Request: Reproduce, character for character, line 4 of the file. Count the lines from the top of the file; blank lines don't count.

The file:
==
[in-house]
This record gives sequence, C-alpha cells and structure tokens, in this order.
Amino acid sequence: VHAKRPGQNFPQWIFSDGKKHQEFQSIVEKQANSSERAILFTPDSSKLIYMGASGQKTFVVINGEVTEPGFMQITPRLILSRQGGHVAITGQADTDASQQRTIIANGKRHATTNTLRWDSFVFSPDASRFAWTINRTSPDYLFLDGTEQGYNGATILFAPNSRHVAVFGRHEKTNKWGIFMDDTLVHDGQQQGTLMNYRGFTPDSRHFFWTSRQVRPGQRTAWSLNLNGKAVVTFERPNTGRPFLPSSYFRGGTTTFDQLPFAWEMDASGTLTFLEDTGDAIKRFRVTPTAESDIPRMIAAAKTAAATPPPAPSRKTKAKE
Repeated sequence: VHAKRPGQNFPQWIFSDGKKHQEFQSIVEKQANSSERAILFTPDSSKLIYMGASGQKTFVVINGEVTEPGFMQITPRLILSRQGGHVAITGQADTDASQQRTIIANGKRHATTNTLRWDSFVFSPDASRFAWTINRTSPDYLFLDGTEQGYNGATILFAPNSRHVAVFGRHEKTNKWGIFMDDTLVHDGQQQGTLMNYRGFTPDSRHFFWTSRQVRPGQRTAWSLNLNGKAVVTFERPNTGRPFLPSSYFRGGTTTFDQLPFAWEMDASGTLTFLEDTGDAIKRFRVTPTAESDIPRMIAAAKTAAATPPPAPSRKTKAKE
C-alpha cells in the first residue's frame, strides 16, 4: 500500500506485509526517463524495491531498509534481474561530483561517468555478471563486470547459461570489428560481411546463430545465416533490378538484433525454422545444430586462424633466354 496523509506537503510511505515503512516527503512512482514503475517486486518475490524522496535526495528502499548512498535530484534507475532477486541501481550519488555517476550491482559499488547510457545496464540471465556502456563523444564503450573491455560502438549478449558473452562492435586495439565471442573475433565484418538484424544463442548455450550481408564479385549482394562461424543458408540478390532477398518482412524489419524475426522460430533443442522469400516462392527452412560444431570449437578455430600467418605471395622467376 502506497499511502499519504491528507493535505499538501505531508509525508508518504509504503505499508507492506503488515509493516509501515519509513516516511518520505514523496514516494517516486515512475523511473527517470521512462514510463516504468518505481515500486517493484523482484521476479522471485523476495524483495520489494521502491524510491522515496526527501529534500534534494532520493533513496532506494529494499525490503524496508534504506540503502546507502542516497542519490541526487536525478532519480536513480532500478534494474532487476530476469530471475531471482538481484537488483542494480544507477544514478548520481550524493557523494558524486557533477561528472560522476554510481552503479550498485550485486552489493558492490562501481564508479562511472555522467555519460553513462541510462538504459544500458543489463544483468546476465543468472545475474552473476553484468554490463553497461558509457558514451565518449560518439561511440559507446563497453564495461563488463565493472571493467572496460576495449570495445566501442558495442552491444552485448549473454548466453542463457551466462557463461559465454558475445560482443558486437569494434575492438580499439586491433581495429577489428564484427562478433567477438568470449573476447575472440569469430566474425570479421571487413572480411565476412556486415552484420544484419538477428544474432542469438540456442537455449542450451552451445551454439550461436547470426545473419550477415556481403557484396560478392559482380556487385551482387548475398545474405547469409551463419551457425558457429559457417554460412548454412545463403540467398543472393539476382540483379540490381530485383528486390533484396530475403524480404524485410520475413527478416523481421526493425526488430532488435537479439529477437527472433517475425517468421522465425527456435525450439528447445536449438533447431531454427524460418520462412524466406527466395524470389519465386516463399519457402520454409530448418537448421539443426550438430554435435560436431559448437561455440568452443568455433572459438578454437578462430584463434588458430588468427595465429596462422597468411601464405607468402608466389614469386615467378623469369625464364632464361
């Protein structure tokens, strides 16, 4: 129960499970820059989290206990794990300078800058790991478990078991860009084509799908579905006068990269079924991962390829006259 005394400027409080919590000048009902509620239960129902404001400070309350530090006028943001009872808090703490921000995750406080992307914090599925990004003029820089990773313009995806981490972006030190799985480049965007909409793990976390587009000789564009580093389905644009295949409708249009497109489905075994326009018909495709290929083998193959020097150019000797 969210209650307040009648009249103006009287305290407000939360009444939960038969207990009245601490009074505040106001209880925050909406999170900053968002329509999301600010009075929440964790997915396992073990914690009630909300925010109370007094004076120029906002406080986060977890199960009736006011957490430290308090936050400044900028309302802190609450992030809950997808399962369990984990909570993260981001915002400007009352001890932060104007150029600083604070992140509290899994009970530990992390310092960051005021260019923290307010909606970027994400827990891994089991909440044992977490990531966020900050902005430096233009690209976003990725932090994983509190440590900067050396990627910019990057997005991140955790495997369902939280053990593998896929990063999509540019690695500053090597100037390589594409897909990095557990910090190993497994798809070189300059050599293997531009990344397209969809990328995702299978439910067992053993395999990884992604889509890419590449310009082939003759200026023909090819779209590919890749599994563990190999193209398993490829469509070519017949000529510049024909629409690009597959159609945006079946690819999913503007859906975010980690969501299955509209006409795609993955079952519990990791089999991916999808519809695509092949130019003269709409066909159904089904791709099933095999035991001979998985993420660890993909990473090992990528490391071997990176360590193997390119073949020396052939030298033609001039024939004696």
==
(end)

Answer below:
Repeated sequence: VHAKRPGQNFPQWIFSDGKKHQEFQSIVEKQANSSERAILFTPDSSKLIYMGASGQKTFVVINGEVTEPGFMQITPRLILSRQGGHVAITGQADTDASQQRTIIANGKRHATTNTLRWDSFVFSPDASRFAWTINRTSPDYLFLDGTEQGYNGATILFAPNSRHVAVFGRHEKTNKWGIFMDDTLVHDGQQQGTLMNYRGFTPDSRHFFWTSRQVRPGQRTAWSLNLNGKAVVTFERPNTGRPFLPSSYFRGGTTTFDQLPFAWEMDASGTLTFLEDTGDAIKRFRVTPTAESDIPRMIAAAKTAAATPPPAPSRKTKAKE